The declining rate of new gold discoveries and grades worldwide has accelerated in the last four years, with a significant decrease in the rate of drilling. This is as a result of explorers suffering from a severe shortage of financing, says business intelligence supplier IntierraRMG western hemisphere director Glen Jones.
This will affect junior explorers, which have been the most successful in discovering new resources. This, in turn, could ultimately lead to fewer discoveries. Exploration in Africa is also likely to decrease, as junior explorers from countries such as Australia and Canada move to explore closer to home, resulting in fewer gold resources.
Jones says the exploration sector will have to seek out new sources of finance, either from banks or joint venture (JV) partners, which are likely to be companies that already have cash flow from production activities.
“This could lead to increased merger and acquisition activity, as existing deposits are likely to look more attractive. Alternatively, the larger companies need to revert to doing more of their own exploration, as they did in the 1970s,” he posits.
Meanwhile, Jones says the gold outlook remains tight for the immediate future, but can be expected to recover in 2014. He adds, however, that the drop in the gold price in recent weeks will not yet have affected the rate of gold discoveries.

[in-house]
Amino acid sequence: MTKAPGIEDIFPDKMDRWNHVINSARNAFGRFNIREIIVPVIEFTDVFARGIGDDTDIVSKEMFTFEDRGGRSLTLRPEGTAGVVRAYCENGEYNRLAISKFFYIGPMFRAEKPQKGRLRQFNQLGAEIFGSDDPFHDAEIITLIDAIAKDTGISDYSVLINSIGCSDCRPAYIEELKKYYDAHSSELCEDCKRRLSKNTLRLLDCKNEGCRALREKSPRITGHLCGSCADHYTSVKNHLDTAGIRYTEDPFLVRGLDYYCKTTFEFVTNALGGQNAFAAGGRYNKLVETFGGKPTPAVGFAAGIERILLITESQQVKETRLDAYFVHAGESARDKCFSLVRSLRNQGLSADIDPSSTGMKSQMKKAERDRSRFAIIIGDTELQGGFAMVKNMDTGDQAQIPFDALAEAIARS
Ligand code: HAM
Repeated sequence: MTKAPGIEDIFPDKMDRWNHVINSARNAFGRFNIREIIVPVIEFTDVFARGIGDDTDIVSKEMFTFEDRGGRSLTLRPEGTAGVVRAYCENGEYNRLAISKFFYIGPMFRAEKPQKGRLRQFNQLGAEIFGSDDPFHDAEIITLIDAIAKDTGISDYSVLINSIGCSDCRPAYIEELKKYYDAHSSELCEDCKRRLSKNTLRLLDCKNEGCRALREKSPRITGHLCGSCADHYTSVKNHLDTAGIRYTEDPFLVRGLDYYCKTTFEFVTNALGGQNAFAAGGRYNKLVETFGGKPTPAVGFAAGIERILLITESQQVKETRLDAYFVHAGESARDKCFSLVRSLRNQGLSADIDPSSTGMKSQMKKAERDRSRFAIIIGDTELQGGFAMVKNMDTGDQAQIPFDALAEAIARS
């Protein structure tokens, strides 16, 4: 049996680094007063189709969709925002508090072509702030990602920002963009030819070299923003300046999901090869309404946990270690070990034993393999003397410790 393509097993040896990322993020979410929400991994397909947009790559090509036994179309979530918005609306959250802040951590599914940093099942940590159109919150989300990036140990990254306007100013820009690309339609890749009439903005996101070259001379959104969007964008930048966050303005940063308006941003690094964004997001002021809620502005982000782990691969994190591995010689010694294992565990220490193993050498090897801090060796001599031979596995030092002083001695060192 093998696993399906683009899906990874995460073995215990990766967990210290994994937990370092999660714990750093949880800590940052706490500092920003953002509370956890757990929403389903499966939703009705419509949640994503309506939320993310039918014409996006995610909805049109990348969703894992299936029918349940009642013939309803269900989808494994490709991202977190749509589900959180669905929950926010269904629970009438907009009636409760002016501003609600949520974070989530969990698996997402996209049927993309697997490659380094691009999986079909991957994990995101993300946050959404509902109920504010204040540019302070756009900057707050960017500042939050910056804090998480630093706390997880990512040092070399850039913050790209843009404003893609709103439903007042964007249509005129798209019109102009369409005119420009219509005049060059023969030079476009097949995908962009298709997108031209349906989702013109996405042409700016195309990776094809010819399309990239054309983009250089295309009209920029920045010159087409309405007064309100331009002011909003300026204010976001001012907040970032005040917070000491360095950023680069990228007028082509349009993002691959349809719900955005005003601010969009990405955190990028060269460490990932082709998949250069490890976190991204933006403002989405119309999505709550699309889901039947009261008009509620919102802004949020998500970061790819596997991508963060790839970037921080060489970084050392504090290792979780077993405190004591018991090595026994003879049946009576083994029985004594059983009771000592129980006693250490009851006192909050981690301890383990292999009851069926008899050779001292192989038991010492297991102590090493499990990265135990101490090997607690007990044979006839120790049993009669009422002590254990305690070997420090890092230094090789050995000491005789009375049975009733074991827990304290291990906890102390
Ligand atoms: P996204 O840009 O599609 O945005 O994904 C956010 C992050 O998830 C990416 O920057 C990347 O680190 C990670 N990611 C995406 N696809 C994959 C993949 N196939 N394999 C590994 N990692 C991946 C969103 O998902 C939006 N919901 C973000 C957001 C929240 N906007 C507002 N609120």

Nor has the waning global drilling activity for gold affected the slump in the gold price, as about 100 000 t of gold has been processed during the lifetime of the industry.
Therefore, the amount of available gold in the market is high, compared with new metal mined yearly, with gold mining companies constantly adding to the stockpile at a rate of 2 500 t/y. “Even significant yearly market changes will not impact on the overall supply of gold to the market,” he explains.
However, with regard to the decrease in global drilling activity, IntierraRMG forecasts that the trend of fewer new gold discoveries will continue.
Data and analysis from the business intelligence provider show that 2003 to 2004 was the most productive period in a study range focusing on the last decade, with more than 400-million ounces of new gold discovered during that two-year period.
This includes inferred, indicated and measured ounces, with an average grade of 1.65 g/t, compared with 2005 to 2006, during which the lowest number of new-found gold resources was found, with just more than 150-million new gold ounces discovered, albeit with a similar grade.
Discoveries increased significantly during 2007 and 2008, with more than 390-million ounces of new-found gold. The average grade also increased significantly to 2.65 g/t – the highest in the ten-year period.
Over the next two years, just more than 250-million ounces were discovered, with a declining grade of 1.25 g/t. This deterioration continued in 2011 and 2012, as the amount of new gold ounces discovered dipped below 225-million ounces, with a reduced average grade of 1.17 g/t.
In this ten-year study, Africa led the way with 479-million ounces of new gold dis- coveries, with an average grade of 2.8 g/t, followed by North America, although with significantly fewer new ounces of 290-million and with a much lower grade of 1.3 g/t.
Europe recorded new discoveries amounting to 240-million ounces, but with a higher grade than North America of 2.0 g/t. South America recorded 188-million ounces, while Australasia recorded 74-million ounces of new discoveries, with an average grade of 1.4 g/t.